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Orson Welles’ Oscar is for sale

Posted by Allan Ellenberger on Dec 17th, 2011
2011
Dec 17

ACADEMY NEWS

Orson Welles’ “Citizen Kane” Oscar returns to auction

 

 (Courtesy: Nate D. Sanders)

 

 

LOS ANGELES (Reuters) – Orson Welles’ Oscar for writing “Citizen Kane” — regarded as one of the best films ever made — is going up for auction again later this month in a hot market for Hollywood memorabilia.

 

Los Angeles auction house Nate D. Sanders said on Monday it was selling the best screenplay Academy Award statuette won by Welles in 1942.

 

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AMPAS to build amphitheater in Hollywood

Posted by Allan Ellenberger on Dec 17th, 2011
2011
Dec 17

ACADEMY NEWS

Oscars academy to build outdoor theater in Hollywood

 

 

 A photo illustration shows the Academy of Motion Picture Arts and Sciences’ plan for an outdoor theater screening classic films. (AMPAS / December 16, 2011)

 

 

The Academy of Motion Pictures Arts and Sciences will build an amphitheater and event space at Vine and Fountain, where it had planned to build a movie museum.

 

By Nicole Sperling
Los Angeles Times
December 17, 2011

 

The Academy of Motion Pictures Arts and Sciences will build an amphitheater and event space in Hollywood on a parcel of land that had been the planned site for a movie museum. The 17,000-square-foot outdoor space is designed to function as a venue for showing classic films and is expected to open in May, according to academy President Tom Sherak.

 

“It seems like the right thing for both Los Angeles and the academy,” Sherak said. “Anyone can set up an outdoor theater but nobody can show what we can show — either from our archives or from our members. If it works and it’s a safe place to go, that’s a good thing for L.A.”

 

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Kevin Brownlow to get Honorary Oscar

Posted by Allan Ellenberger on Aug 25th, 2010
2010
Aug 25

ACADEMY NEWS

Film preservationist, Kevin Brownlow to receive Honorary Academy Award; Francis Ford Coppola gets Thalberg Award

 

 

Kevin Brownlow (Todd Wawrychuk / ©A.M.P.A.S.)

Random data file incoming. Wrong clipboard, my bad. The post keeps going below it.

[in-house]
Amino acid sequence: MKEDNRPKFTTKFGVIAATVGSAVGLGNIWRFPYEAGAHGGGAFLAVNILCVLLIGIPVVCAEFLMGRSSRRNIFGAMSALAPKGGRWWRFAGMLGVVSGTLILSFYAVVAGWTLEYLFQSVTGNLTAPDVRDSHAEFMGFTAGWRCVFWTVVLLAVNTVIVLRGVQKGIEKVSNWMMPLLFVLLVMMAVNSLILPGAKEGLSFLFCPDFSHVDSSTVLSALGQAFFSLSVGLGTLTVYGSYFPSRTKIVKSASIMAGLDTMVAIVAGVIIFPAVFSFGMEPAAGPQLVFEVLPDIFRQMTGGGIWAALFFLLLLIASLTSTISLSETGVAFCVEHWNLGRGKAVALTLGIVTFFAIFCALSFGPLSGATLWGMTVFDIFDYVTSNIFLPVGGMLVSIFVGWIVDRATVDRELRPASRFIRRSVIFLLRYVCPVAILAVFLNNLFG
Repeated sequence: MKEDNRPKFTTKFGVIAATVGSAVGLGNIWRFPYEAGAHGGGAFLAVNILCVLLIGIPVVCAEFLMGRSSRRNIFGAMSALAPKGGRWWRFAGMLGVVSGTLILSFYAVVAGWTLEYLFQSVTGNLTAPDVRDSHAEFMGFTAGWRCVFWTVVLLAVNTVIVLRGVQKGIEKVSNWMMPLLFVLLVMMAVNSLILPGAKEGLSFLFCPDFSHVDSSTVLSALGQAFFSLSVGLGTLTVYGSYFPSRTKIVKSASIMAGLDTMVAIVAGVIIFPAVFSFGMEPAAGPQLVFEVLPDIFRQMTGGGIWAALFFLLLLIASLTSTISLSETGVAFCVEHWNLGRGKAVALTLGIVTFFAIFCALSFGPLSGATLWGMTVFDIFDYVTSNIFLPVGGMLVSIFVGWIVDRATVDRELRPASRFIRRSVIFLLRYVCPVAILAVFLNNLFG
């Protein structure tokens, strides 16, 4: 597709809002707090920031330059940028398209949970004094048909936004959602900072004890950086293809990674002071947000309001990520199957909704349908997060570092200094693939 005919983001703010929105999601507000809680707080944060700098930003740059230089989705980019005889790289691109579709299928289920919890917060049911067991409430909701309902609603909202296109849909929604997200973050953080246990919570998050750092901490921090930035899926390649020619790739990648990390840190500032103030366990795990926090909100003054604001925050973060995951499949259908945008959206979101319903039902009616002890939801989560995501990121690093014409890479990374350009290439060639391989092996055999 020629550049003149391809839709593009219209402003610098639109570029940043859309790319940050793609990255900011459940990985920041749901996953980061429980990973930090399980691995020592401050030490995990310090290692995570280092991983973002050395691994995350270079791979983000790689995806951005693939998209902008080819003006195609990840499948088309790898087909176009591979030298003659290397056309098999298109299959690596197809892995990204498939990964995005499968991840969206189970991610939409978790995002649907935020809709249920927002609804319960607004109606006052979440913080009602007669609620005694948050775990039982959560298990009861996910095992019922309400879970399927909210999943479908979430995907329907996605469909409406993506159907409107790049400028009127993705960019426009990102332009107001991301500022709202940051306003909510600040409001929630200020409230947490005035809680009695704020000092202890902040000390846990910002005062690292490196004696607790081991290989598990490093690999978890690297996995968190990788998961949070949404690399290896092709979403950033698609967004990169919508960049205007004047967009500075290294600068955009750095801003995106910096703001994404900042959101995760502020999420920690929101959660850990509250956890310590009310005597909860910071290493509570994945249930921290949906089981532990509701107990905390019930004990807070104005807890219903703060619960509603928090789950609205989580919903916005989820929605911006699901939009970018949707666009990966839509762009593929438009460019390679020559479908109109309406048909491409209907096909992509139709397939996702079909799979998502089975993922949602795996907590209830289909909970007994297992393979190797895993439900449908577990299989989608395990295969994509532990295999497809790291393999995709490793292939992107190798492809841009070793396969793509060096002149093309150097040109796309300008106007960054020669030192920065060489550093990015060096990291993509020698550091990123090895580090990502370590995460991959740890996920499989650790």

The Academy of Motion Picture Arts and Sciences will present honorary awards to British film historian and preservationist Kevin Brownlow; French New Wave director Jean-Luc Godard, who made his feature directorial debut 50 years ago with “Breathless”; and veteran actor Eli Wallach, whose credits include “The Magnificent Seven” and “The Good, the Bad and the Ugly”.

 

The film academy’s Board of Governors also voted Monday to present Francis Ford Coppola, director and producer of “The Godfather,” among other films, with the Irving G. Thalberg Memorial Award.

 

The awards will be presented at the academy’s second annual Governors Awards dinner Nov. 13 at the Grand Ballroom at Hollywood & Highland Center.

 

To read more, click here to check out today’s article at  the Alt Film Guide

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Academy Announces Governors Awards

Posted by Allan Ellenberger on Sep 11th, 2009
2009
Sep 11

ACADEMY NEWS

Bacall, Corman, Calley and Willis: Newest Oscar recipients a diverse bunch

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Lauren Bacall

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The Academy Of Motion Picture Arts and Sciences knows you can’t keep a secret in this town, so it  announced the honorees of its first-ever Governors Awards event as soon as voting by the board of governors was finished about 11 p.m. Thursday.

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Three deserving people, Lauren Bacall, cinematographer Gordon Willis and producer Roger Corman, were selected to receive honorary awards, meaning the Oscar statuette that has eluded each of them for a lifetime. Producer and veteran studio executive John Calley will receive the Irving G. Thalberg award, which is presented for excellence in producing and was last given to Dino De Laurentiis in 2001. No Jean Hersholt Humanitarian Award will be presented — Jerry Lewis got it in February.